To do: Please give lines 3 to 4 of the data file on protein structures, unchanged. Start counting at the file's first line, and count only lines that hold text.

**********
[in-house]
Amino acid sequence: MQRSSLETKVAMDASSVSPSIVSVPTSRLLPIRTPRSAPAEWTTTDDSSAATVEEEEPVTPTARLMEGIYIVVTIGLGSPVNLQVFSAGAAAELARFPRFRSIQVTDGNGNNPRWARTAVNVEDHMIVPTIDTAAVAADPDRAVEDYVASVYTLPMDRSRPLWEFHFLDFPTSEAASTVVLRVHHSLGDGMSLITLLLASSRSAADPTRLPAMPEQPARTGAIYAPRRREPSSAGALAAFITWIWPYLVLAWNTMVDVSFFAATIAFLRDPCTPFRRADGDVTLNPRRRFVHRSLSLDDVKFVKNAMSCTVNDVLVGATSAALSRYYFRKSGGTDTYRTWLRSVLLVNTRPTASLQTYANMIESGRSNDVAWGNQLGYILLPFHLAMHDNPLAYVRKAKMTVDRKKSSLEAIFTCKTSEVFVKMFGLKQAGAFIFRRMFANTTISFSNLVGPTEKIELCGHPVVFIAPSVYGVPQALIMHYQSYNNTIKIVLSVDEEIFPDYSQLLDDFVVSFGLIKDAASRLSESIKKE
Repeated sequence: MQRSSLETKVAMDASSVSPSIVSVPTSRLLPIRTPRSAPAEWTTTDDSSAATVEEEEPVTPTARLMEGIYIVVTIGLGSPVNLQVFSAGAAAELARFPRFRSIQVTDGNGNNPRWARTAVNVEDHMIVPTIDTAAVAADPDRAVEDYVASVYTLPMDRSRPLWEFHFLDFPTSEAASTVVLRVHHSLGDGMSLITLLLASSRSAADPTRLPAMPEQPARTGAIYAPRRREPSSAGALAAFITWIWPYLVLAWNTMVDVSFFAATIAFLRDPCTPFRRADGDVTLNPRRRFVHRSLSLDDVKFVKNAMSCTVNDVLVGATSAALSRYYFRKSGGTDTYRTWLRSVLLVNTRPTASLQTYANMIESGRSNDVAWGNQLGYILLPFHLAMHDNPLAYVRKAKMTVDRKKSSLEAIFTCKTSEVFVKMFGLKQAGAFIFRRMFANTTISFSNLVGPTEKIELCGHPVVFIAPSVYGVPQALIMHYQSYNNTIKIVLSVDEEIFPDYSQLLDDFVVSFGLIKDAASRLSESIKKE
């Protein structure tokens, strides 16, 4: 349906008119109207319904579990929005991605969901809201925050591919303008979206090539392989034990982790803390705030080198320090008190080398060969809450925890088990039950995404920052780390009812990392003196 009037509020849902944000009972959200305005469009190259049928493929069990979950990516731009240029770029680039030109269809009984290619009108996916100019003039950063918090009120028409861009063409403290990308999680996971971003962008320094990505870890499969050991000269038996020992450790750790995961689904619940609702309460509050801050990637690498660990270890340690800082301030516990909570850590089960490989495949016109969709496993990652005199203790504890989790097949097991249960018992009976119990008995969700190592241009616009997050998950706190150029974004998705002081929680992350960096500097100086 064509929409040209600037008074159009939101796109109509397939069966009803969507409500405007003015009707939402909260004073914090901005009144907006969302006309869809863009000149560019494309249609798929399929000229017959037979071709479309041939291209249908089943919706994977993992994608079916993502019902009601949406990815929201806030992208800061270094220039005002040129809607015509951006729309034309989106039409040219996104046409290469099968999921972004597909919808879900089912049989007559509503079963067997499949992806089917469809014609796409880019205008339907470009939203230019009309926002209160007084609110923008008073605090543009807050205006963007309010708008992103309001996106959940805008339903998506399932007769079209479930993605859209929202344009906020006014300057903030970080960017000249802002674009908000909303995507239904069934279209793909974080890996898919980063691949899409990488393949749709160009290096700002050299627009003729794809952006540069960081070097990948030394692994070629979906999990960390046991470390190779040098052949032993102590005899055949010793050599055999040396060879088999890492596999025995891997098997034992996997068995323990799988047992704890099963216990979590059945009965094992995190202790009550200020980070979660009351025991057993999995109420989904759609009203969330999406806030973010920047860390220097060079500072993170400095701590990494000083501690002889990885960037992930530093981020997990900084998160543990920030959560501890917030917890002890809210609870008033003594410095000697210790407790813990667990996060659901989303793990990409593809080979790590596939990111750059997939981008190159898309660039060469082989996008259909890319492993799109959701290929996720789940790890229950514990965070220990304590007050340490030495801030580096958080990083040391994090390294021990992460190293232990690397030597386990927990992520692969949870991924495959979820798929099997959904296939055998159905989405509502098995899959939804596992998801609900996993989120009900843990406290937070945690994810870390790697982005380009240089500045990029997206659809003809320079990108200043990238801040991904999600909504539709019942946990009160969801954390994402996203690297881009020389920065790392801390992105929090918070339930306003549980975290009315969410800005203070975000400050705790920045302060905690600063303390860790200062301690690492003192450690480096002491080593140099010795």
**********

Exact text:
Repeated sequence: MQRSSLETKVAMDASSVSPSIVSVPTSRLLPIRTPRSAPAEWTTTDDSSAATVEEEEPVTPTARLMEGIYIVVTIGLGSPVNLQVFSAGAAAELARFPRFRSIQVTDGNGNNPRWARTAVNVEDHMIVPTIDTAAVAADPDRAVEDYVASVYTLPMDRSRPLWEFHFLDFPTSEAASTVVLRVHHSLGDGMSLITLLLASSRSAADPTRLPAMPEQPARTGAIYAPRRREPSSAGALAAFITWIWPYLVLAWNTMVDVSFFAATIAFLRDPCTPFRRADGDVTLNPRRRFVHRSLSLDDVKFVKNAMSCTVNDVLVGATSAALSRYYFRKSGGTDTYRTWLRSVLLVNTRPTASLQTYANMIESGRSNDVAWGNQLGYILLPFHLAMHDNPLAYVRKAKMTVDRKKSSLEAIFTCKTSEVFVKMFGLKQAGAFIFRRMFANTTISFSNLVGPTEKIELCGHPVVFIAPSVYGVPQALIMHYQSYNNTIKIVLSVDEEIFPDYSQLLDDFVVSFGLIKDAASRLSESIKKE
């Protein structure tokens, strides 16, 4: 349906008119109207319904579990929005991605969901809201925050591919303008979206090539392989034990982790803390705030080198320090008190080398060969809450925890088990039950995404920052780390009812990392003196 009037509020849902944000009972959200305005469009190259049928493929069990979950990516731009240029770029680039030109269809009984290619009108996916100019003039950063918090009120028409861009063409403290990308999680996971971003962008320094990505870890499969050991000269038996020992450790750790995961689904619940609702309460509050801050990637690498660990270890340690800082301030516990909570850590089960490989495949016109969709496993990652005199203790504890989790097949097991249960018992009976119990008995969700190592241009616009997050998950706190150029974004998705002081929680992350960096500097100086 064509929409040209600037008074159009939101796109109509397939069966009803969507409500405007003015009707939402909260004073914090901005009144907006969302006309869809863009000149560019494309249609798929399929000229017959037979071709479309041939291209249908089943919706994977993992994608079916993502019902009601949406990815929201806030992208800061270094220039005002040129809607015509951006729309034309989106039409040219996104046409290469099968999921972004597909919808879900089912049989007559509503079963067997499949992806089917469809014609796409880019205008339907470009939203230019009309926002209160007084609110923008008073605090543009807050205006963007309010708008992103309001996106959940805008339903998506399932007769079209479930993605859209929202344009906020006014300057903030970080960017000249802002674009908000909303995507239904069934279209793909974080890996898919980063691949899409990488393949749709160009290096700002050299627009003729794809952006540069960081070097990948030394692994070629979906999990960390046991470390190779040098052949032993102590005899055949010793050599055999040396060879088999890492596999025995891997098997034992996997068995323990799988047992704890099963216990979590059945009965094992995190202790009550200020980070979660009351025991057993999995109420989904759609009203969330999406806030973010920047860390220097060079500072993170400095701590990494000083501690002889990885960037992930530093981020997990900084998160543990920030959560501890917030917890002890809210609870008033003594410095000697210790407790813990667990996060659901989303793990990409593809080979790590596939990111750059997939981008190159898309660039060469082989996008259909890319492993799109959701290929996720789940790890229950514990965070220990304590007050340490030495801030580096958080990083040391994090390294021990992460190293232990690397030597386990927990992520692969949870991924495959979820798929099997959904296939055998159905989405509502098995899959939804596992998801609900996993989120009900843990406290937070945690994810870390790697982005380009240089500045990029997206659809003809320079990108200043990238801040991904999600909504539709019942946990009160969801954390994402996203690297881009020389920065790392801390992105929090918070339930306003549980975290009315969410800005203070975000400050705790920045302060905690600063303390860790200062301690690492003192450690480096002491080593140099010795």